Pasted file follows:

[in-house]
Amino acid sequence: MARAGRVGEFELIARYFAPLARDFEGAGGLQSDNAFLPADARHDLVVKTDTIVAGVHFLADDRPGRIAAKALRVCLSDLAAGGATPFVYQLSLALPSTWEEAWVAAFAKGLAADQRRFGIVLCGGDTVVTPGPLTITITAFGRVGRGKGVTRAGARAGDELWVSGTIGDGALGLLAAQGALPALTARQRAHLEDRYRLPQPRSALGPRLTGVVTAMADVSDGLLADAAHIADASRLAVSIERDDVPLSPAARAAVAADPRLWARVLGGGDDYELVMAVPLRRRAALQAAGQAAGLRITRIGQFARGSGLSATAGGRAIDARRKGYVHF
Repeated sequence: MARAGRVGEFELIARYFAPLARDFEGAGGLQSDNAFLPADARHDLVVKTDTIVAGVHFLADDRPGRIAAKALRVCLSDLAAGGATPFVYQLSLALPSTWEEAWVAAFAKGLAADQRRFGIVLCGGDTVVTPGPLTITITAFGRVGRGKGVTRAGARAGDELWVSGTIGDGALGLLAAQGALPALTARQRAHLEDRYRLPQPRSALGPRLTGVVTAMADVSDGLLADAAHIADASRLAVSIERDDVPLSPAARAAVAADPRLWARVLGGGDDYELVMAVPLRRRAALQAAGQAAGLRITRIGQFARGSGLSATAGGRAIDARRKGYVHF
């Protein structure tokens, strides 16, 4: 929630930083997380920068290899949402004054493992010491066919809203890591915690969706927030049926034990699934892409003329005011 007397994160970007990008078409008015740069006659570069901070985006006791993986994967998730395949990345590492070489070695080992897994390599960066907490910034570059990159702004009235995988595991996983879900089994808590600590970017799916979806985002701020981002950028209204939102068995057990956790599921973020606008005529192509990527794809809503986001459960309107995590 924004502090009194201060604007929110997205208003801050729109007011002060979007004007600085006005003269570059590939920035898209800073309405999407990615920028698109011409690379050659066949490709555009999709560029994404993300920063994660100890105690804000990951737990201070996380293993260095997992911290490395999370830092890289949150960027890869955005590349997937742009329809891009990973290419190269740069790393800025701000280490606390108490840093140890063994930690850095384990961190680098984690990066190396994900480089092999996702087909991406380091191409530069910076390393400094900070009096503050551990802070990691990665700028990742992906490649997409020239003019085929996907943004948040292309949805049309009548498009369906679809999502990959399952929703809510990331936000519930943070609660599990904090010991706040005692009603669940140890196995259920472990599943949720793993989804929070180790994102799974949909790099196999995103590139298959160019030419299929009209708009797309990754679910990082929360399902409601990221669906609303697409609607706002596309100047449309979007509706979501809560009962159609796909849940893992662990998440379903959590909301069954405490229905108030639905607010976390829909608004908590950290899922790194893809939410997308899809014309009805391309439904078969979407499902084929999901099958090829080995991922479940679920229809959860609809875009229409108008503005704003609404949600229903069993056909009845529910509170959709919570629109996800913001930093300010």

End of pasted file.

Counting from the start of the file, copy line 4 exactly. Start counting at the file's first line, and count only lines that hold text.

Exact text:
């Protein structure tokens, strides 16, 4: 929630930083997380920068290899949402004054493992010491066919809203890591915690969706927030049926034990699934892409003329005011 007397994160970007990008078409008015740069006659570069901070985006006791993986994967998730395949990345590492070489070695080992897994390599960066907490910034570059990159702004009235995988595991996983879900089994808590600590970017799916979806985002701020981002950028209204939102068995057990956790599921973020606008005529192509990527794809809503986001459960309107995590 924004502090009194201060604007929110997205208003801050729109007011002060979007004007600085006005003269570059590939920035898209800073309405999407990615920028698109011409690379050659066949490709555009999709560029994404993300920063994660100890105690804000990951737990201070996380293993260095997992911290490395999370830092890289949150960027890869955005590349997937742009329809891009990973290419190269740069790393800025701000280490606390108490840093140890063994930690850095384990961190680098984690990066190396994900480089092999996702087909991406380091191409530069910076390393400094900070009096503050551990802070990691990665700028990742992906490649997409020239003019085929996907943004948040292309949805049309009548498009369906679809999502990959399952929703809510990331936000519930943070609660599990904090010991706040005692009603669940140890196995259920472990599943949720793993989804929070180790994102799974949909790099196999995103590139298959160019030419299929009209708009797309990754679910990082929360399902409601990221669906609303697409609607706002596309100047449309979007509706979501809560009962159609796909849940893992662990998440379903959590909301069954405490229905108030639905607010976390829909608004908590950290899922790194893809939410997308899809014309009805391309439904078969979407499902084929999901099958090829080995991922479940679920229809959860609809875009229409108008503005704003609404949600229903069993056909009845529910509170959709919570629109996800913001930093300010």